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5 Dennis Allen · “The Madness of Slavoj Žižek”

Jonathan P Eburne Indiana University Press ePub

5

THE MADNESS OF SLAVOJ ŽIŽEK

Dennis Allen

There are literally thousands of clips of Slavoj Žižek available on the Internet, but perhaps the most entertaining one is a YouTube excerpt from Astra Taylor’s succinctly entitled 2005 documentary, Žižek! Posted as “Philosophy from a Bed View (by Žižek),” the clip seems singularly apt for our purposes if only because, in the process of defining the project of philosophy, Žižek touches on one of the key questions that this collection of essays is intended to address: What is the relation between reason and unreason? Sliding across a series of binaries, Žižek articulates the difference between “true” philosophers and “madmen” as the difference between metaphysics and hermeneutics. His meditations are worth quoting at some length:

What is philosophy? Philosophy is not what some people think, some crazy exercise in absolute truth, and then you can adopt, you know, this skeptical attitude: “We, through scientists, are dealing with actual, measurable, solvable problems. Philosophers just ask stupid metaphysical questions and so on, play with absolute truth, which we all know is inaccessible.” No, I think philosophy’s a very modest discipline. Philosophy asks a different question, the true philosophy. How does a philosopher approach the problem of freedom? It’s not, “Are we free or not? Is there God or not?” It asks a simple question which would be called a hermeneutic question: “What does it mean to be free?” So this is what philosophy basically does. It just asks: “When we use certain notions, when we do certain acts and so on and so on, what is the implicit horizon of understanding?” It doesn’t ask these stupid ideal questions: “Is there truth?” No. The question is: “What do you mean when you say this is true?” So you can see it’s a very modest thing, philosophy. Philosophers are not the madmen who search for some eternal truth and so on and so on.

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Medium 9780861967124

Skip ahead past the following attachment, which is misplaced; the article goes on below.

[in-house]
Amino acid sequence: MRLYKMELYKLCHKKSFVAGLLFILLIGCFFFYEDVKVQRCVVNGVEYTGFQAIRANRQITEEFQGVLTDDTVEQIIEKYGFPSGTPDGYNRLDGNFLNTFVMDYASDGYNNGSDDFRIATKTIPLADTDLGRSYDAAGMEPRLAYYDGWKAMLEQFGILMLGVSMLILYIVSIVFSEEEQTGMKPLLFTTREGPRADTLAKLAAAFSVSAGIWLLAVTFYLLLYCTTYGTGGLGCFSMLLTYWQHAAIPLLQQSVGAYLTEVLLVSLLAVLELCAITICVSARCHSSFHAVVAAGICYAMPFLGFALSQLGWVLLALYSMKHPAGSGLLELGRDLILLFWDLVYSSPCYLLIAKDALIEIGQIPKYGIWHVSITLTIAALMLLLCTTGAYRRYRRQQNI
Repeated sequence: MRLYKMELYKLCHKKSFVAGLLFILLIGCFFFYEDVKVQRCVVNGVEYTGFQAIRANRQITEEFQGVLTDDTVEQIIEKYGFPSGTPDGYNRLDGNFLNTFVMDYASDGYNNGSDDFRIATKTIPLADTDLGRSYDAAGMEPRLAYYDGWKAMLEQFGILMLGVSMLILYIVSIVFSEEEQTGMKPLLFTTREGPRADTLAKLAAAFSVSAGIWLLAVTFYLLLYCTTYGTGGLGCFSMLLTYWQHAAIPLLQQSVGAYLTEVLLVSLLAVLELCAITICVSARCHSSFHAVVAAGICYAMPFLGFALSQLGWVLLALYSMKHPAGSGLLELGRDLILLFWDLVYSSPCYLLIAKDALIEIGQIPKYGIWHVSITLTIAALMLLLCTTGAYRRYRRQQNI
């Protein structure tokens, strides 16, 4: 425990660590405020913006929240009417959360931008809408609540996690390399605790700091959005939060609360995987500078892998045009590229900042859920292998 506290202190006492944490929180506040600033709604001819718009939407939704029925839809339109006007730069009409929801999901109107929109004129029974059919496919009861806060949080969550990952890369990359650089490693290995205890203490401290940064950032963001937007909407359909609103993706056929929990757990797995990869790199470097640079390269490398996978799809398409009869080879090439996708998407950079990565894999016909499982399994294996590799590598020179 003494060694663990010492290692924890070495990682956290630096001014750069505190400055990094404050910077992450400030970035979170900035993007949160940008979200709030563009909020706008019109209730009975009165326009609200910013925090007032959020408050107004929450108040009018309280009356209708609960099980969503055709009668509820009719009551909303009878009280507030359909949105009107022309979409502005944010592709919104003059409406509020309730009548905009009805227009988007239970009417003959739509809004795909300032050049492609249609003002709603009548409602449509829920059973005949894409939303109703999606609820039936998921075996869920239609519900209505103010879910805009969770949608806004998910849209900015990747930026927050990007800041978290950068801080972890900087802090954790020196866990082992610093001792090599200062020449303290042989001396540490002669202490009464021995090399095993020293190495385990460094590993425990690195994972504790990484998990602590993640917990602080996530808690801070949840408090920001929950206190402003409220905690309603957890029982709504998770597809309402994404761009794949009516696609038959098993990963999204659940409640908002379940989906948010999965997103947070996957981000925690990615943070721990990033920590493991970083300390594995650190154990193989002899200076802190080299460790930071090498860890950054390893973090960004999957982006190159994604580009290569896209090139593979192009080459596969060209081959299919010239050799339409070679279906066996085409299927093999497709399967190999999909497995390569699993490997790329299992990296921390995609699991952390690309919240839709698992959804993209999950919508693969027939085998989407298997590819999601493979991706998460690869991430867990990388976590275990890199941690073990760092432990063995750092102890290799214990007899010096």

Chapter 1 The Matter of Vision

Peter Wyeth John Libbey Publishing ePub

Modern society3 has been the prisoner of three stern gaolers, Language, Consciousness and Reason. Each member of the troika has succeeded in imposing an image of its hegemony upon the mind of modern culture. The result has been the incarceration and repression of their opposite number, the target of this relentless campaign; Vision, the Automatic4 and Emotion.

The task of those images is to boost the prestige of their masters at the expense of their opposite numbers, and in that they have been remarkably successful. Jealously painting-out the real role of their opponents, they have consistently sought to reduce their status.

Language, Consciousness and Reason (LCR) are seen here in terms of their status as cultural5 artefacts, that is not things themselves, but the ‘ideology’ attached to each of them that reifies them above their real status. The question is not of their real relationship to their opposite numbers but the ideological ones that have developed around them.

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Medium 9780253010643

6 “You Know We Have the Goods”: The Flying Ace and Black Gold

Barbara Tepa Lupack Indiana University Press ePub

The Norman Studios in the Jacksonville suburb of Arlington, Florida, was a source of great pride for Richard E. Norman.1 Writing to an old friend in Des Moines, he bragged that he was “still in the movie business—bigger than ever. Haven’t struck it rich, but am making fair progress. Now have the finest plant South of New York and the only one in Jacksonville or near Jacksonville.”2 A picture of the new studio was prominently displayed on the company’s advertising materials and also on the letterhead of the stationery that Norman redesigned. “Above is a picture of our new plant located at Arlington, Florida,” he indicated in a letter to fellow filmmaker and distributor Albert A. Fish. “In it, we have every device for making motion pictures, props, scenery and costumes which will save you many hundreds of dollars if you decide to come to Florida and make your next picture.”3